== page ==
For most of Maurice “Mo” Monroe’s life, his weight wasn’t a problem. As an active kid growing up in Yuba City, California, he played basketball from elementary through high school and could eat whatever he wanted: mac and cheese, fried chicken, Chinese takeout.
After college, Mo enlisted in the military, and in 2010, when he was expecting a baby with his then-wife, he put on a few pounds of sympathy weight. He added even more between 2012 and 2015, indulging in hearty helpings of the local food and wine while stationed in Italy. At the time, he hardly noticed the weight gain.
“I never really looked in the mirror to see how much I changed,” Mo says.
While looking through family vacation photos, Mo came across an unflattering shot of himself in a muscle T-shirt. His belly looked round — he was stunned.
And he decided to do something about it.
Starting on his own
In 2016, with three children — daughters Jaliyah and Jakari, and son Jakobe — and having just moved to San Antonio, Mo didn’t think he had the time to work out. But he did think about some of the health problems that are common in his family: diabetes, high blood pressure, cancer.
“I knew I needed to get in better shape — not just for myself, but for my children,” he says. “I want to be around to see them grow, and I hope to set a healthy example.”
Mo started by going on early morning runs. When he learned that the Gold’s Gym near his house had a Kids Club, this father signed up. This way, he could work out while his kids played games, colored and watched movies.
Through cardio alone, Mo lost 25 pounds. Gold’s Gym trainers gave him additional weight loss pointers, and he began monitoring his macros and preparing healthy family meals. He gave up fried foods and switched to lean proteins, brown rice and leafy greens. He started lifting weights, hoping to put on muscle.
Joining the Gold’s Gym Challenge
In January 2017, Mo signed up for the Gold’s Gym Challenge. There was new component of the Gold’s Gym Challenge that year called “Document Your Journey,” where participants were encouraged to post progress pics, quotes, tips, and videos to document their healthy lifestyle change during the 12 weeks.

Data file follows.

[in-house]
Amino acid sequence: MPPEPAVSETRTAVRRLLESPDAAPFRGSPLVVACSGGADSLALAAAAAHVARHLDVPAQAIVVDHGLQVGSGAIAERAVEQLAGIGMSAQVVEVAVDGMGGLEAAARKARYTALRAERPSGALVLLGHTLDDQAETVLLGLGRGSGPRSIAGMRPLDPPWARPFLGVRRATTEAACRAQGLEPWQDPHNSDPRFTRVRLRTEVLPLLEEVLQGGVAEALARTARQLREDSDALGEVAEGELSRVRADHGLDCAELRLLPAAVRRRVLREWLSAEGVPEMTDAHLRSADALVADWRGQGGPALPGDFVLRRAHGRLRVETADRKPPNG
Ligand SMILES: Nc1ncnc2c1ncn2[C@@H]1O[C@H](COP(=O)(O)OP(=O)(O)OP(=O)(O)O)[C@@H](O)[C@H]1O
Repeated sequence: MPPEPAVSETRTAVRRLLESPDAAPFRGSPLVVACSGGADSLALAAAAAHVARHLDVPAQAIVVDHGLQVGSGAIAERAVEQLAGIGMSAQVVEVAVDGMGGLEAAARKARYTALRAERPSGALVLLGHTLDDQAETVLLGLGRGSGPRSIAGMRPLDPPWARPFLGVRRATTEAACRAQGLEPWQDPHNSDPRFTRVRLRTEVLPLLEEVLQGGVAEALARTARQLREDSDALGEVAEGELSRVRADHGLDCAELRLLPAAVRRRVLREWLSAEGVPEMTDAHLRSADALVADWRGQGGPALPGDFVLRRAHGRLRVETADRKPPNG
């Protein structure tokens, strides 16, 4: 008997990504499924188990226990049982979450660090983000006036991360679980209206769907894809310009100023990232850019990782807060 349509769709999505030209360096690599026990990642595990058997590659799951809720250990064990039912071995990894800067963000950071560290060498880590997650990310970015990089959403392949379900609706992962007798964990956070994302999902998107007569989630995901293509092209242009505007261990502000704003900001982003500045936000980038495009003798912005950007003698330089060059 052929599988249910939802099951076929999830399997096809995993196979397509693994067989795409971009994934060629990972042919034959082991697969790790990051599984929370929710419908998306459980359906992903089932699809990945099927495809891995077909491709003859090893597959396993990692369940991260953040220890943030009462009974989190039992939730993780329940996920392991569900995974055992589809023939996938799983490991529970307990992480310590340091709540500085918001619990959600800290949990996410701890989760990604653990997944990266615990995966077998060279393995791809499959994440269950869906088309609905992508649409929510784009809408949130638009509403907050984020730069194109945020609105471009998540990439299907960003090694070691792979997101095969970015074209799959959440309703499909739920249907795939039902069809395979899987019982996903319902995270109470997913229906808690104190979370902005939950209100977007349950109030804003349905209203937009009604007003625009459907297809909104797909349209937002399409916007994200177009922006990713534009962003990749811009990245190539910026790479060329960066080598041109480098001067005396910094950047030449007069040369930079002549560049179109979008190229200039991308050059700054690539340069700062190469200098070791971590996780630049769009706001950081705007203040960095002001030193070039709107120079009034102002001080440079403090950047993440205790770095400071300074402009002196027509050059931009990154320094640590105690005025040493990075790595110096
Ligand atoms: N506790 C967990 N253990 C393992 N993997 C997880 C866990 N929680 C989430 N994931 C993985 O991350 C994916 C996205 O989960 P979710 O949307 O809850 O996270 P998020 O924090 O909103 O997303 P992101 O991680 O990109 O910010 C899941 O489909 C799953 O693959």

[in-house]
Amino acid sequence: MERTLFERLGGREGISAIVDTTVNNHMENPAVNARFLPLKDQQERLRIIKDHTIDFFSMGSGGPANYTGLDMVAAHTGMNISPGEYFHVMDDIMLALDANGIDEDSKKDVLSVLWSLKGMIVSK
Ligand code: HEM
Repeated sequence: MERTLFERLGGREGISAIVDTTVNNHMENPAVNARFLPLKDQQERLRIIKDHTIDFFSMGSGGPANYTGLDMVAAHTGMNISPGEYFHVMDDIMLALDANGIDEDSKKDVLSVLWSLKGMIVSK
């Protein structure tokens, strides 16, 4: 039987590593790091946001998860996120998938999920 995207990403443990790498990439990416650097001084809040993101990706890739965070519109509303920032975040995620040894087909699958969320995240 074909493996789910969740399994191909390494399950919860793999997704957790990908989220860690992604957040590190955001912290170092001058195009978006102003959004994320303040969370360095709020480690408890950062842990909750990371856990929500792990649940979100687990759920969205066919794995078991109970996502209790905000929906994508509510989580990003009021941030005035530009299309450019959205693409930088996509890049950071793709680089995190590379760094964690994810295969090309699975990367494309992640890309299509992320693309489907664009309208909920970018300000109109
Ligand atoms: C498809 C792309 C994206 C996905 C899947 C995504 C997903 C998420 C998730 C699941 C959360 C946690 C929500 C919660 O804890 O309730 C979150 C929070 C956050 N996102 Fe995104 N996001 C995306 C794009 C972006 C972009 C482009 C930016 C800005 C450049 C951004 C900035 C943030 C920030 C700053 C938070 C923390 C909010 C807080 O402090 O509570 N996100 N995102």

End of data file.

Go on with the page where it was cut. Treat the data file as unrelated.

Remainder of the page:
Every day for the 12 weeks of the Challenge, he posted pictures and videos of his workouts, meals and daily inspiration to Instagram. In one video, he and Jaliyah perform cardio moves in their living room. In another, she’s perched on his back as he does push-ups.
“Yeah! Come on,” she cheers, smiling at the camera. “You got this, Daddy!”
By the end of the Challenge, Mo cut his body fat from 12.4 to 8.1 percent, gained seven pounds of muscle and was declared a winner in the Document Your Journey contest.
“Along the way my why for working out changed,” he posted on the second-to-last day. “I never realized who was watching me work out cause a lot of the likes I get are spam or from people I don’t know. But as days went by I would get messages from people telling me to keep on pushing or that I was their inspiration to become healthy.
“It’s just the start of the next chapter in my fitness journey.”
The momentum hasn’t slowed down. In a typical week, Mo alternates muscle groups, working legs, chest, abs and arms on different days. He does cardio on the weekends and is a regular at Gold’s Gym BODYPUMP classes — keeping his Instagram followers posted every step of the way — all while continuing his military service.
Mo says he’s not worried about unflattering vacation photos any more. But most importantly, this father’s weight loss and dedication to a healthy lifestyle change has helped instill that same value in his children. A lot of the family’s free time is spent being active together: They love running outdoors, going to trampoline parks and playing basketball. Jaliyah and Jakari both participate in karate.
“I really emphasize physical activity,” Mo says. “Sometimes I’ll make them do push-ups and sit-ups, and sometimes they’ll make me lift them. They get a kick out of that, saying, ‘My daddy’s really strong.’”
Mo’s ultimate goal is to stay in good shape, so he can keep up with his family. He hopes that when his kids are in high school, he’ll still be able to go for runs with them. “At the end of the day, we all want to live a longer life for our kids,” he says.
Mo returned in April from a six-and-a-half-month tour overseas. His children were thrilled to see him, but Jakobe, still inspired by his father’s weight loss, had just one question: “Are we going to the gym, Dad?”
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